Central to metacognition is thinking about thinking. For example, getting pupils to consider how they think, the tools they use for thinking and how they could improve their thinking. Thinking includes elements such as, how people think through a problem, the thought processes people engage with when making a decision, the thinking people use when tackling writing an essay, the thought processes involved in revision. Teachers can support pupils to develop a repertoire of thinking tools and techniques. All of us need help when it comes to thinking, whether it is for breadth, depth or consideration for different viewpoints. Teachers can help pupils to develop particular strands of thinking, e.g. analytical thinking, evaluative thinking, scientific thinking.
Thinking maps are one set of tools that can help pupils achieve greater breadth or depth of thinking.
In ‘Student successes with thinking maps’ by David N. Hyerle and Larry Alper (2nd Edition), 8 thinking maps are described (as seen below).
Thinking maps support pupils to think by getting more breadth and/or detail into their thinking than may otherwise be achieved. For many lower ability and disadvantaged pupils having the right language is a barrier to achieving success. “Thinking maps can offer an approach which helps more focused language to develop. Maps allow for interactions between listening, speaking, reading and writing within a language of thinking that bridges visual-spatial and verbal representations. Consequently, they profoundly change both the language used within the classroom and the language demands of the classroom. This change allows students who struggle with listening, speaking, reading, or writing, or who previously could only stand on the side-lines, to get into the game.” (Hyerle & Alper).
Thinking maps can change the way teachers talk to pupils and the way pupils talk to themselves and each other. Pupils can he heard using words such as ‘think, clarify, sequence, analogy, and brainstorm’.
"Nick, a Year 6 pupil with a learning disability shared a Double Bubble Map he made to compare and contrast the main characters in two books he read during independent reading time. He not only read the words and phrases on his map to his classmates; he also elaborated upon each idea by offering details and examples from the two books he read. For example, when discussing the similarities of the characters regarding the making of new friends, Nick explained that Robinson met a native person on his island, while Cody met a person in the woods. Both found new friends to help them survive while they were stranded in isolated environments, Robinson on an island and Cody in the arctic forest of Alaska. Nick recalled key facts about each character, and what is more impressive is that making the map help him to remember, integrate, and understand the books at a deep level. Talking from the map allowed him to share what he knew in nicely organised and coherent discourse. Nick notes that he never would have remembered all those details if he hadn’t constructed that kind of map. He went on to explain that the Double Bubble and Tree maps help him more than other Thinking Maps because they specify ways of thinking he previously found difficult." (Extract from Hyerle and Alper).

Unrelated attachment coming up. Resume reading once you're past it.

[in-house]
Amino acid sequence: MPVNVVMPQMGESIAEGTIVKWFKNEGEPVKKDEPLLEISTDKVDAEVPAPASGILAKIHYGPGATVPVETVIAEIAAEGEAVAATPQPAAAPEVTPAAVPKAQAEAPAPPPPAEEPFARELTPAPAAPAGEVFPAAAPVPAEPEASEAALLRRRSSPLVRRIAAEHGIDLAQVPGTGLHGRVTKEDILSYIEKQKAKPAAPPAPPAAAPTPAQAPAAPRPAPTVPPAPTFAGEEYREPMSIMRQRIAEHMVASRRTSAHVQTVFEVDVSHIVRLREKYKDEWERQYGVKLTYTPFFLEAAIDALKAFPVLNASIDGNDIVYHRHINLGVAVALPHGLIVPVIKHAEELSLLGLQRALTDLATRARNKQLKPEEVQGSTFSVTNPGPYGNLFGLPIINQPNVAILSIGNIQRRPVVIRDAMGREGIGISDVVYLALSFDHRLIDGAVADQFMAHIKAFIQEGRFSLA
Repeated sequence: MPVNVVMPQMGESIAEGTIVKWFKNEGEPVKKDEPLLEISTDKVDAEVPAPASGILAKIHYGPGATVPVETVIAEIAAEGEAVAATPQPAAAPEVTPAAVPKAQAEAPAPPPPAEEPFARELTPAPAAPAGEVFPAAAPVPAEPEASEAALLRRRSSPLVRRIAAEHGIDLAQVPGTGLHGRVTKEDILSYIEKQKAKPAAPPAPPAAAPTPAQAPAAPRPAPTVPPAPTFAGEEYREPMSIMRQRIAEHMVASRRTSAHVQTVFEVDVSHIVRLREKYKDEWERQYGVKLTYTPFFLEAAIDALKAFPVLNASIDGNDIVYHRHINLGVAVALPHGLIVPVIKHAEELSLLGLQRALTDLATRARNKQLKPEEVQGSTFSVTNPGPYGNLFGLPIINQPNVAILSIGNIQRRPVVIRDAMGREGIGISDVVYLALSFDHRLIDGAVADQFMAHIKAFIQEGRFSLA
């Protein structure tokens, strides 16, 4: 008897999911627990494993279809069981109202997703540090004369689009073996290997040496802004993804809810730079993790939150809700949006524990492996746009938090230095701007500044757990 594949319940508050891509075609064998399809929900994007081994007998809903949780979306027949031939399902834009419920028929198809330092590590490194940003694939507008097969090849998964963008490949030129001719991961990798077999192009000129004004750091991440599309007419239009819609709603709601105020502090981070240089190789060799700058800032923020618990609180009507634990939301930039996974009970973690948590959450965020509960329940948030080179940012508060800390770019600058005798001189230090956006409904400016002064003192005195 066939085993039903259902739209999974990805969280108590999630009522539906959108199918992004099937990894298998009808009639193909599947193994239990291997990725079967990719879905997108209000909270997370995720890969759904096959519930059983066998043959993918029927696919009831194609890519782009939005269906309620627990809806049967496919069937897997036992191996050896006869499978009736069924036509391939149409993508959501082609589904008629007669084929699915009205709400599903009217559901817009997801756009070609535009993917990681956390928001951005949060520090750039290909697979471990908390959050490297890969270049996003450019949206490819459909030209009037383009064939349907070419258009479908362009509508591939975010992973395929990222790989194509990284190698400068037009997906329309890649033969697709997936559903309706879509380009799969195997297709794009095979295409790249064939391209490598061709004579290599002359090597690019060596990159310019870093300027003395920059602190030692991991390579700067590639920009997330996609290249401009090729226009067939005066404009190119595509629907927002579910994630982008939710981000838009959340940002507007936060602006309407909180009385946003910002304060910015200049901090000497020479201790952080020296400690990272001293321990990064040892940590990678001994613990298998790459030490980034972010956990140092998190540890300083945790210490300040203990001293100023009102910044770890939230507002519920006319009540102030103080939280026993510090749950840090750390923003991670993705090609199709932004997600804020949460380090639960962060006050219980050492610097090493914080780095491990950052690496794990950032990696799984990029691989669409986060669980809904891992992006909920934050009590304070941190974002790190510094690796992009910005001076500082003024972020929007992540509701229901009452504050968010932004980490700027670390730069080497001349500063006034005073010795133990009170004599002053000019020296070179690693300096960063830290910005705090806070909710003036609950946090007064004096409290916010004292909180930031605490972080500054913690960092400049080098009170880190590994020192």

It is important that pupils learn not only to use the maps but to evaluate their use of them. This helps them to see this as a strategy that they can apply to different types of activity and learning challenges.
Thinking maps help pupils to reflect on their own thinking: thus engaging in metacognition. They support internal dialogue whilst a pupil is working on 'thinking' and helps to mediate thinking between individuals in the classroom. Not only do the maps foster pupils’ increased awareness of their individual cognitive and metacognitive style, but they allow the teacher to glimpse pupils’ metacognition, thus enabling them to assess areas of strength and weaknesses to support accelerated learning.
In addition to thinking maps, other tools can be used to help pupils to think in greater breadth or detail, help them connect learning, organise their thoughts and share their ideas with others.
Thinking maps are a great way to get more breadth and depth into writing. E.g. Brainstorming words associated with a topic helps the brain to recall information from long term storage and results in longer, more detailed essay writing than would otherwise be the case. Collaborative creation of maps is a good way to support pupil to think before engaging in an independent writing task.
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